Days that Seem Hard, but Aren’t Really
Wednesday wasn’t really hard, not in comparison to some of the hard days we’ve had in the past few years. At least this time my kid was able to recognize the impending meltdown, call me, and articulate what went wrong. I still had to bring him home and let him curl up under a weighted blanket with a soft thing to hug tight until the shakes went away. Yet both he and I spent some time with the thought “how are we going to do this year if things are already going off the rails?” Except things weren’t off the rails, not really. This year he has several classes that he actively enjoys and looks forward to attending. This year he’s able to call me between classes and tell me “I think it might be good for me to have a notebook so I could write notes on when I’m anxious. Then we could figure out what is triggering it.” This year he is looking for solutions instead of flopping into a heap.
Thursday was a little hard, but only in my head. The events of Wednesday churned up emotional sediment that clouded my thinking all day long. I woke to the day certain that anything I touched was doomed to failure. So I pitched my plan to do creative work and instead asked Howard to give me the files for Random Access Memorabilia. Doing layout on a Schlock book is familiar. I know exactly how it needs to go. The work was comforting because I know it isn’t overdue or complicated.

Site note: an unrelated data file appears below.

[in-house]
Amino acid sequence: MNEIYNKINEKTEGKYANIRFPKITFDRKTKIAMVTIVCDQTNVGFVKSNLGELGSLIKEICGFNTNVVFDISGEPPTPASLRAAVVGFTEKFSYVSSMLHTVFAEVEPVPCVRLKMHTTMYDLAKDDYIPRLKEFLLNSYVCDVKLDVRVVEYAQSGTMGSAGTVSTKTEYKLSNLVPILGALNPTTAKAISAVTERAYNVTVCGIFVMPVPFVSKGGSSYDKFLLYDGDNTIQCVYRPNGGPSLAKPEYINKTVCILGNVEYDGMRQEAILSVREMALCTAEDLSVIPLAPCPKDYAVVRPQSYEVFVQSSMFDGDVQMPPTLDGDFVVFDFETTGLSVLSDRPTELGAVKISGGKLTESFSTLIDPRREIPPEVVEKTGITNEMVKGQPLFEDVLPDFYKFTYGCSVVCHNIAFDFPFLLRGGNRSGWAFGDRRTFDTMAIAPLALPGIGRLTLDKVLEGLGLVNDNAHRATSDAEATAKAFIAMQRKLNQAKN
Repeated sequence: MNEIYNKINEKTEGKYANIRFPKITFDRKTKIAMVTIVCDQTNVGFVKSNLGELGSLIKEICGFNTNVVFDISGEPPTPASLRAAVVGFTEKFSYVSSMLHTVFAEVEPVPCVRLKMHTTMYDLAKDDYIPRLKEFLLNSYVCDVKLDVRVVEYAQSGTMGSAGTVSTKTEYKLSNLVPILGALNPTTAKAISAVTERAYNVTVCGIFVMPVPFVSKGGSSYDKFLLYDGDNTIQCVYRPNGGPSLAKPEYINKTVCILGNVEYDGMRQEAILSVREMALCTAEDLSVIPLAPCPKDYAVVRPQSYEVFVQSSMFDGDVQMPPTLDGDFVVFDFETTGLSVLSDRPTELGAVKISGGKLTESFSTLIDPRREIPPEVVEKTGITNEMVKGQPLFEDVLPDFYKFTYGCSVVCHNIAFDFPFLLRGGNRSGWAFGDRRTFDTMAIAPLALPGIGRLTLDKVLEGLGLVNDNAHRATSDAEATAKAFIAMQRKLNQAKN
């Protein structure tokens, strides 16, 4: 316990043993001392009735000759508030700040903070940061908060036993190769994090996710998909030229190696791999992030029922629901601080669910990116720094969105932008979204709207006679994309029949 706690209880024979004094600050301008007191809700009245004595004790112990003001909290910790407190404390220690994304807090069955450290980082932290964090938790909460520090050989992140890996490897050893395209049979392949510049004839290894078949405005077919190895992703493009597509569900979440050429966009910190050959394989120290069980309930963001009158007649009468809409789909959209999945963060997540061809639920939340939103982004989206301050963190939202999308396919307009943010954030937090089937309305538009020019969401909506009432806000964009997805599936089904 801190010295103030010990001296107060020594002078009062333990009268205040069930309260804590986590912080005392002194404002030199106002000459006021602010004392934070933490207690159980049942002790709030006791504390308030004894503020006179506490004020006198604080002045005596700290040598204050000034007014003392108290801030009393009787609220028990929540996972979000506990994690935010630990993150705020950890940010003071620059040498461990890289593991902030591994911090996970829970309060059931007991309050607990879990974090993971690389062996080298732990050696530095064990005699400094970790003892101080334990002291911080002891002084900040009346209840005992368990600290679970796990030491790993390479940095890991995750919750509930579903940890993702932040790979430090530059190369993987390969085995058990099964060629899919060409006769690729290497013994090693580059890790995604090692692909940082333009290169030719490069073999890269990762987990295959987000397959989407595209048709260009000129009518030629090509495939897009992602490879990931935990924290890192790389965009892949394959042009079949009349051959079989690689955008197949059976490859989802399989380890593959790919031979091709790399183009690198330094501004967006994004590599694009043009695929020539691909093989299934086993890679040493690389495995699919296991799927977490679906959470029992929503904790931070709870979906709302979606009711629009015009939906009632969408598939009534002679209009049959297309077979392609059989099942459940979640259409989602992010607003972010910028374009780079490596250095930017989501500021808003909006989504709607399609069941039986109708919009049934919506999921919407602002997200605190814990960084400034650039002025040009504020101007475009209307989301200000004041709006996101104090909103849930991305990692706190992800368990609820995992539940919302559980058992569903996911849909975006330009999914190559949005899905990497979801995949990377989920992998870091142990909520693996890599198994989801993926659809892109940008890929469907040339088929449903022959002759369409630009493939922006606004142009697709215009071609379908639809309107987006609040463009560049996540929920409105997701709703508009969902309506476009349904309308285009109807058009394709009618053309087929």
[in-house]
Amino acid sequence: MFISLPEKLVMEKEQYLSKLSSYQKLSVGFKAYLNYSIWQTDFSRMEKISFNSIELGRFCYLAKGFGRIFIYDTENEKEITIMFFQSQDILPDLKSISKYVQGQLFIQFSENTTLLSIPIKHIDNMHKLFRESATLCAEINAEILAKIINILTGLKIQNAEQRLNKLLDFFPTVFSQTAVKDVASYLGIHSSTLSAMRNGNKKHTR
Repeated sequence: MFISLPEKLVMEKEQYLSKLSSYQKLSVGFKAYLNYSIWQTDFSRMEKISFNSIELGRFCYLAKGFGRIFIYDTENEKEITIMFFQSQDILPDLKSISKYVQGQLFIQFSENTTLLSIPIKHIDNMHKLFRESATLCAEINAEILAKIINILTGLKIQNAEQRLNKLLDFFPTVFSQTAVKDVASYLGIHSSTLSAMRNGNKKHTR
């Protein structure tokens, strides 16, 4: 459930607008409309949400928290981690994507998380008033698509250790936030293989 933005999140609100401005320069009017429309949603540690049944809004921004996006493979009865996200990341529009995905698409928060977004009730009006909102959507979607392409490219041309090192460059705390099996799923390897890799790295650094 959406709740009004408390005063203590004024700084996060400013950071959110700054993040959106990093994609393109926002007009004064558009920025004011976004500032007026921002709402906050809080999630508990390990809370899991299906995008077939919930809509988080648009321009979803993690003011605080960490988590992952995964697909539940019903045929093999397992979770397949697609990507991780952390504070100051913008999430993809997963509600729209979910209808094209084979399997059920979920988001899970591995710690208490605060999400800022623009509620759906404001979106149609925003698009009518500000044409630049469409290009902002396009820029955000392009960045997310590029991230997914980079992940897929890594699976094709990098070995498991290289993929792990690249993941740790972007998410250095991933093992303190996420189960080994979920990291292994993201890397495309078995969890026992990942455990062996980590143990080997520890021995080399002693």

This morning was better. All my kids attended all of their classes. I was able to see that I’m not failing at everything. I can also see that despite shifting around kids’ school schedules multiple times, and despite having to bring my son home mid-day 3 times (so far) We’re still aimed at having a good school year. Of course there is a great big disruption coming up in two weeks when I take all of my kids on the Writing Excuses cruise. That will mean missed classes, make up work, and having to re-orient ourselves when we get back. Yet that too will be a learning experience.
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